The contribution margin helps in assessing the amount of revenues left, to cover fixed costs and to earn a profit. The contribution margin is a measure of assessing the efficiency of a company to manufacture its products while maintaining a low level of variable costs.

This margin is more useful to the company in improving its internal procedures related to the production process and less useful to the general investors. The Contribution Margin Ratio is the contribution margin expressed as a percentage of net sales.

 

Operating Profit (OP)

Also referred to as Earnings before Interest and Taxes (EBIT), Operating Profit is the amount of profit generated by the company through the course of its normal business operations, before deducting interest and taxes.

Operating Profit is calculated as:

OP = Gross Profit – Operating Expenses

Operating expenses are represented by Selling, General and Administrative expense (SG&A), including depreciation and amortization.

Operating profit measures both, the overall demand for the company’s products/services – represented by sales, and the company’s efficiency in delivering those products/services – represented by costs. While positive operating profit indicates the overall profit potential of a business, it is not definitive for a company to post net profits. Even with high debt, a company may show a positive operating profit, while it can post a loss at the net level due to high finance costs.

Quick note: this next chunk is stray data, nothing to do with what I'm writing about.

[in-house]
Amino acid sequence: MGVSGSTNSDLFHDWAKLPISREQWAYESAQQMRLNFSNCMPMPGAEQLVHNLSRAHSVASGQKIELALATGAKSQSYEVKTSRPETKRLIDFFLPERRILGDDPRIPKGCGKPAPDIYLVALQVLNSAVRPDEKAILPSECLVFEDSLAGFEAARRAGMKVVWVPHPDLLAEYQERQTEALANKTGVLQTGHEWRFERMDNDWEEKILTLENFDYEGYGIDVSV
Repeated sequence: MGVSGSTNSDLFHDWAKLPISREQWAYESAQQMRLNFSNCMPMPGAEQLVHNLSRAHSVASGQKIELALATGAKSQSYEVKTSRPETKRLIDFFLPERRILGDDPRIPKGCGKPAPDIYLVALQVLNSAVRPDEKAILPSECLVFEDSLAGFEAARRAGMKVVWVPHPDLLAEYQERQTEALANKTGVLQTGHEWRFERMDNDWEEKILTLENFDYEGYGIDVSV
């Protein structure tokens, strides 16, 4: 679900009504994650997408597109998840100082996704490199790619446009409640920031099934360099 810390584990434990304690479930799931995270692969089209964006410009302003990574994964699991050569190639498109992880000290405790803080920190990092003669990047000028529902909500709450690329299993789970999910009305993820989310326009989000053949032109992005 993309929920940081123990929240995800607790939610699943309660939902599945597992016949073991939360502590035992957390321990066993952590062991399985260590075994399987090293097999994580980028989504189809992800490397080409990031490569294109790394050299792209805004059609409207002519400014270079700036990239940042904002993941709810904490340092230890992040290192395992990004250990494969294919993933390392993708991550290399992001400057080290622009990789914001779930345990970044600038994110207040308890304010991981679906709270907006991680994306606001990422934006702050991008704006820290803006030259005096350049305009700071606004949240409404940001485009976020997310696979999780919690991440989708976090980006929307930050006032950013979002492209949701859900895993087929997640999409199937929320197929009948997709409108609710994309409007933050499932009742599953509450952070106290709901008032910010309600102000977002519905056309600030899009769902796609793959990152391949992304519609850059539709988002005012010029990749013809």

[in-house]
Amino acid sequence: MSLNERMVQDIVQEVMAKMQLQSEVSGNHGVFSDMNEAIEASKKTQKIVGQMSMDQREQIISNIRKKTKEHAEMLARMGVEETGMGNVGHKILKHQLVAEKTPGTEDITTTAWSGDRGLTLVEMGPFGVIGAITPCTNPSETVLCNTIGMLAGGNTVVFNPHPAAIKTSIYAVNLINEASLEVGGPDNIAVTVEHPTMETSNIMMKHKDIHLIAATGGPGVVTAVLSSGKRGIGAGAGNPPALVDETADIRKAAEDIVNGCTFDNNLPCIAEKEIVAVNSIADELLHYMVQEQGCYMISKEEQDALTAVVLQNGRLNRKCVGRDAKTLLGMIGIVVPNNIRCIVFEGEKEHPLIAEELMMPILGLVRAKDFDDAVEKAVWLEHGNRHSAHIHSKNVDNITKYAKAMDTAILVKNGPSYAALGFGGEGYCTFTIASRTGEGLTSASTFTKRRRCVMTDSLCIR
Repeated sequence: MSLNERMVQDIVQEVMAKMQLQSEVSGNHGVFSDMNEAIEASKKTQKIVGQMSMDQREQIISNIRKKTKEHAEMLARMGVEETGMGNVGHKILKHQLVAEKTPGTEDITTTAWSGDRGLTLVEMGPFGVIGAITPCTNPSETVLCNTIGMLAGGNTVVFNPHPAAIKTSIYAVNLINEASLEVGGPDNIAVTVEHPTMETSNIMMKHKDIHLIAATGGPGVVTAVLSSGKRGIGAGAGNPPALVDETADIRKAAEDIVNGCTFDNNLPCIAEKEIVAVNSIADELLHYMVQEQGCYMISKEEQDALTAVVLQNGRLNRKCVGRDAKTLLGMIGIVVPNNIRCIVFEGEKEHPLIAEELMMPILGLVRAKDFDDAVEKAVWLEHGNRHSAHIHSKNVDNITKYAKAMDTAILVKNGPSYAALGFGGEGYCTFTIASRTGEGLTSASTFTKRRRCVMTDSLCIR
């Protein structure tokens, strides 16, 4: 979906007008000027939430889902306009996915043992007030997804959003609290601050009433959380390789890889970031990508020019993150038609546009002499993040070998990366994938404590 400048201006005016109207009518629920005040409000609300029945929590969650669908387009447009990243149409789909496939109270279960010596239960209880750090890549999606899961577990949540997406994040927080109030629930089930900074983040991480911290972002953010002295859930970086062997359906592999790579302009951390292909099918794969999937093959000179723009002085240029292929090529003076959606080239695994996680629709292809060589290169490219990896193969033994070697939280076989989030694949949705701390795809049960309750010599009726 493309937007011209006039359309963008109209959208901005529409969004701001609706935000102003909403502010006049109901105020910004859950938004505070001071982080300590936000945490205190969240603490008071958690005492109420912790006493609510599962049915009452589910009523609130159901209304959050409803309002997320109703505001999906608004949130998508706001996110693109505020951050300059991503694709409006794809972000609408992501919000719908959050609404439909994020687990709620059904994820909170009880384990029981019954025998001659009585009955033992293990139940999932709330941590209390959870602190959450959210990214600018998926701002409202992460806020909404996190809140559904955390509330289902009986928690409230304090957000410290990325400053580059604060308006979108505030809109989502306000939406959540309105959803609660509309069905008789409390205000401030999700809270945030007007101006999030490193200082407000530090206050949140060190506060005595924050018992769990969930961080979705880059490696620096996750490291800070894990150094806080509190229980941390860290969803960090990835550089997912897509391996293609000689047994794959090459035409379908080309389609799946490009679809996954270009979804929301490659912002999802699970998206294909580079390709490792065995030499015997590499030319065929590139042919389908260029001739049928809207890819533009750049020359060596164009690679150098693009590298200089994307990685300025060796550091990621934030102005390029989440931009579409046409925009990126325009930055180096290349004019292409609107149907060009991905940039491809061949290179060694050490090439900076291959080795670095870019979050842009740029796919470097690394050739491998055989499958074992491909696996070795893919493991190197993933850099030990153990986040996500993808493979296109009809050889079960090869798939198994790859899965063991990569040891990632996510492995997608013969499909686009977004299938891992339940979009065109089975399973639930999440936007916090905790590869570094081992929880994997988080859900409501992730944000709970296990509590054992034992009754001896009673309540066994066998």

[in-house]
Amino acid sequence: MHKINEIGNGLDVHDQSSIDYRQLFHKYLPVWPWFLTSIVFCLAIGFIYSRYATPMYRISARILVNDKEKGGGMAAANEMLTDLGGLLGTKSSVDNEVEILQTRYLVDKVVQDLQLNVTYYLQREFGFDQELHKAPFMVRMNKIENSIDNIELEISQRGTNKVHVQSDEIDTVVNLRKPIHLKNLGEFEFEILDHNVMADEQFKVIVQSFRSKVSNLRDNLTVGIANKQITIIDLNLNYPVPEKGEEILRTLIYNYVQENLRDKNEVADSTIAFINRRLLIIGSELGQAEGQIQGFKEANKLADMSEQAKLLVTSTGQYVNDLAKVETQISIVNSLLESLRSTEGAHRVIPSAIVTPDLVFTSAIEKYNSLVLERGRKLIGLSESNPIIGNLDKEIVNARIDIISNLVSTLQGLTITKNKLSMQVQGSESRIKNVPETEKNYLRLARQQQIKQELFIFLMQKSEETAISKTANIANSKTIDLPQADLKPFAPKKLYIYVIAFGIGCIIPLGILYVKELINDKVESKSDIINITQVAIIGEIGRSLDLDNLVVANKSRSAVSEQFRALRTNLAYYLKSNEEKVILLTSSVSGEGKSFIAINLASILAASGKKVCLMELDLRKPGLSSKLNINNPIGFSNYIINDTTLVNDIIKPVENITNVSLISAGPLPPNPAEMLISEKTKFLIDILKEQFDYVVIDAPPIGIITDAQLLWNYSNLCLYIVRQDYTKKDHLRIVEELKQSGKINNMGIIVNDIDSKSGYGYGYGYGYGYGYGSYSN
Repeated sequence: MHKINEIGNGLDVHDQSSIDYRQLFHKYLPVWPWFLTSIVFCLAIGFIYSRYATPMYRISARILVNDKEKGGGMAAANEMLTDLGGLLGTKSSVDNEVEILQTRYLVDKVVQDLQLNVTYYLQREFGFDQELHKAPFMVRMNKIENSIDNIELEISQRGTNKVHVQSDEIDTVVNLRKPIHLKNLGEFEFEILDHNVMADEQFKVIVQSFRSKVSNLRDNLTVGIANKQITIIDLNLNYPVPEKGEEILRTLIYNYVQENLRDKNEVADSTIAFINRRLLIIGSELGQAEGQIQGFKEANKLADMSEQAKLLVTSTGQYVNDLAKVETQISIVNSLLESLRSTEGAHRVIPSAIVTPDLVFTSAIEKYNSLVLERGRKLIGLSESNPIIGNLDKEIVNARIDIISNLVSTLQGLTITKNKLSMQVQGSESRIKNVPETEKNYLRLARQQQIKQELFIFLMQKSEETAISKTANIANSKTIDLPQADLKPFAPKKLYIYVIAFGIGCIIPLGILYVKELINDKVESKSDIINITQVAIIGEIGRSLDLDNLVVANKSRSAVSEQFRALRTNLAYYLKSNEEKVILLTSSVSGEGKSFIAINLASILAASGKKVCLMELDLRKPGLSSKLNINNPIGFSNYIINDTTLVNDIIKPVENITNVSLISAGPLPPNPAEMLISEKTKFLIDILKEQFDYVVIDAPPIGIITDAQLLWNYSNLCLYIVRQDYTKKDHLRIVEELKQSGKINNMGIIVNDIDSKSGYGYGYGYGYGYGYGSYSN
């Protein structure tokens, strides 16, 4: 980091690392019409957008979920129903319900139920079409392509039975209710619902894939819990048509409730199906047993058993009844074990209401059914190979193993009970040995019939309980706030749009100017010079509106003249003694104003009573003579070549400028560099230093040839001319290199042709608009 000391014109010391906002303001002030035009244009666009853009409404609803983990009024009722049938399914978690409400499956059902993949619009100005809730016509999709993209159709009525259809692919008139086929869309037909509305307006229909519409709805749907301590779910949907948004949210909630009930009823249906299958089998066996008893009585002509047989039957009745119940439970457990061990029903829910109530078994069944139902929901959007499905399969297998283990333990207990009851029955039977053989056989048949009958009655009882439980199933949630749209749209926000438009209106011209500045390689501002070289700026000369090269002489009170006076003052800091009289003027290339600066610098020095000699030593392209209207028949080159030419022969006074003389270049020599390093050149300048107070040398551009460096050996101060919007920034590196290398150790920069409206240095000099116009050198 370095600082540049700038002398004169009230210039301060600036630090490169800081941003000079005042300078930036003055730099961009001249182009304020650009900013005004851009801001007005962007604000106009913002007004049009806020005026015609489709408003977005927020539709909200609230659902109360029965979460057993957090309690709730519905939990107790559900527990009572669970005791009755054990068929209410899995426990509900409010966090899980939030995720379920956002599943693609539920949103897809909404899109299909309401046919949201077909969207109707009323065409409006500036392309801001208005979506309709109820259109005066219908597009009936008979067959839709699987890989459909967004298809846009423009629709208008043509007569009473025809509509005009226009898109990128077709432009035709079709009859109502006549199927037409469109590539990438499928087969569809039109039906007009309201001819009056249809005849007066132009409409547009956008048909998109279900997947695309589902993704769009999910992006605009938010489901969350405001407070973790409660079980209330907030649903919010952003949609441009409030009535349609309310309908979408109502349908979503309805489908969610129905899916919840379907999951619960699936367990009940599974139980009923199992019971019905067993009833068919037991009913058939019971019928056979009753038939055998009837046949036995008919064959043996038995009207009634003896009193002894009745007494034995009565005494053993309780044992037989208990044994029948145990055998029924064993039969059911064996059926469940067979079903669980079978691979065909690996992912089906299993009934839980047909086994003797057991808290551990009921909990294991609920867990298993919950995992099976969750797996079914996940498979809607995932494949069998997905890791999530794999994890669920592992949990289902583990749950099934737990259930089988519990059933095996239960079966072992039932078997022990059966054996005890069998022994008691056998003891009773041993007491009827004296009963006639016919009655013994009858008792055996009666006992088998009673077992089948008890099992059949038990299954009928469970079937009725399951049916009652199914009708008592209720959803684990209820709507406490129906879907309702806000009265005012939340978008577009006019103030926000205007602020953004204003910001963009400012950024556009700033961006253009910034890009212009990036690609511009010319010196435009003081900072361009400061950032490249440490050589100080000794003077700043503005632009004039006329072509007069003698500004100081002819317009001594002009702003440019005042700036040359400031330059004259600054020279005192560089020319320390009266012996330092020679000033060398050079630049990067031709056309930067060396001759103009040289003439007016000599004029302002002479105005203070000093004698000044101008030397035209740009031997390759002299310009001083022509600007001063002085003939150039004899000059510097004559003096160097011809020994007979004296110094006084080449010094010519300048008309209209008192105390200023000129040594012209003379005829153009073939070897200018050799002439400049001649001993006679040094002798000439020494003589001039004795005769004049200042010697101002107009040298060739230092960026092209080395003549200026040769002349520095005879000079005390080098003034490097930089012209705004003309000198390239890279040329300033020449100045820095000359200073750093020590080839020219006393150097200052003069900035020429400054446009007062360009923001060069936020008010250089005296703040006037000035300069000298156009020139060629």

Operating Profit Margin (OPM)

Also referred to as the Return on Sales (RoS) ratio, Operating Profit Margin is the ratio of operating profit to the net sales of a company.

Operating Profit Margin is calculated as: